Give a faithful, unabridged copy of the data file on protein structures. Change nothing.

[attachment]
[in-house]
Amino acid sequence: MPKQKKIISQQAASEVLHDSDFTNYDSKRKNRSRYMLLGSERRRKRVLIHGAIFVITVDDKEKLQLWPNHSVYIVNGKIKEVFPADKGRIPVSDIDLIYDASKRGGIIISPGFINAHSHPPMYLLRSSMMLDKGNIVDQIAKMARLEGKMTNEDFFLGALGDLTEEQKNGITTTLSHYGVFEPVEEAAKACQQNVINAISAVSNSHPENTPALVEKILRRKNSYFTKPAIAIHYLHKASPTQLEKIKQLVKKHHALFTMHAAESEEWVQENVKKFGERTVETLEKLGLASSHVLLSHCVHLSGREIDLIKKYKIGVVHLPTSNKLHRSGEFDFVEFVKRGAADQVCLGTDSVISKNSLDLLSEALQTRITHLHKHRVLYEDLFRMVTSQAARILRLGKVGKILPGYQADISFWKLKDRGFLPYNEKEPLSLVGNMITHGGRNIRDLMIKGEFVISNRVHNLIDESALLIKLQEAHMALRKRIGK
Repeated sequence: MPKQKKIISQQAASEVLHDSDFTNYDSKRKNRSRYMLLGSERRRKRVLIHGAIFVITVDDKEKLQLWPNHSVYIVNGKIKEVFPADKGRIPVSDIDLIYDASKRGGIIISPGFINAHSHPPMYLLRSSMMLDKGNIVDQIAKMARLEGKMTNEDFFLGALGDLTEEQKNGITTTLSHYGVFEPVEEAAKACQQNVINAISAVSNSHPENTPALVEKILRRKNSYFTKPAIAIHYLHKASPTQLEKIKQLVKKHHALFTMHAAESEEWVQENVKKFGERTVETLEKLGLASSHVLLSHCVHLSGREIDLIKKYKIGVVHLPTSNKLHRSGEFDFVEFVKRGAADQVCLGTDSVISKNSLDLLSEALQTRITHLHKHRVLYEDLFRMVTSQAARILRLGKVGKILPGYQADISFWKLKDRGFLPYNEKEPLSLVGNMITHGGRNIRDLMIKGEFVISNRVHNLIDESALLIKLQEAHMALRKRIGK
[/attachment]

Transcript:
[in-house]
Amino acid sequence: MPKQKKIISQQAASEVLHDSDFTNYDSKRKNRSRYMLLGSERRRKRVLIHGAIFVITVDDKEKLQLWPNHSVYIVNGKIKEVFPADKGRIPVSDIDLIYDASKRGGIIISPGFINAHSHPPMYLLRSSMMLDKGNIVDQIAKMARLEGKMTNEDFFLGALGDLTEEQKNGITTTLSHYGVFEPVEEAAKACQQNVINAISAVSNSHPENTPALVEKILRRKNSYFTKPAIAIHYLHKASPTQLEKIKQLVKKHHALFTMHAAESEEWVQENVKKFGERTVETLEKLGLASSHVLLSHCVHLSGREIDLIKKYKIGVVHLPTSNKLHRSGEFDFVEFVKRGAADQVCLGTDSVISKNSLDLLSEALQTRITHLHKHRVLYEDLFRMVTSQAARILRLGKVGKILPGYQADISFWKLKDRGFLPYNEKEPLSLVGNMITHGGRNIRDLMIKGEFVISNRVHNLIDESALLIKLQEAHMALRKRIGK
Repeated sequence: MPKQKKIISQQAASEVLHDSDFTNYDSKRKNRSRYMLLGSERRRKRVLIHGAIFVITVDDKEKLQLWPNHSVYIVNGKIKEVFPADKGRIPVSDIDLIYDASKRGGIIISPGFINAHSHPPMYLLRSSMMLDKGNIVDQIAKMARLEGKMTNEDFFLGALGDLTEEQKNGITTTLSHYGVFEPVEEAAKACQQNVINAISAVSNSHPENTPALVEKILRRKNSYFTKPAIAIHYLHKASPTQLEKIKQLVKKHHALFTMHAAESEEWVQENVKKFGERTVETLEKLGLASSHVLLSHCVHLSGREIDLIKKYKIGVVHLPTSNKLHRSGEFDFVEFVKRGAADQVCLGTDSVISKNSLDLLSEALQTRITHLHKHRVLYEDLFRMVTSQAARILRLGKVGKILPGYQADISFWKLKDRGFLPYNEKEPLSLVGNMITHGGRNIRDLMIKGEFVISNRVHNLIDESALLIKLQEAHMALRKRIGK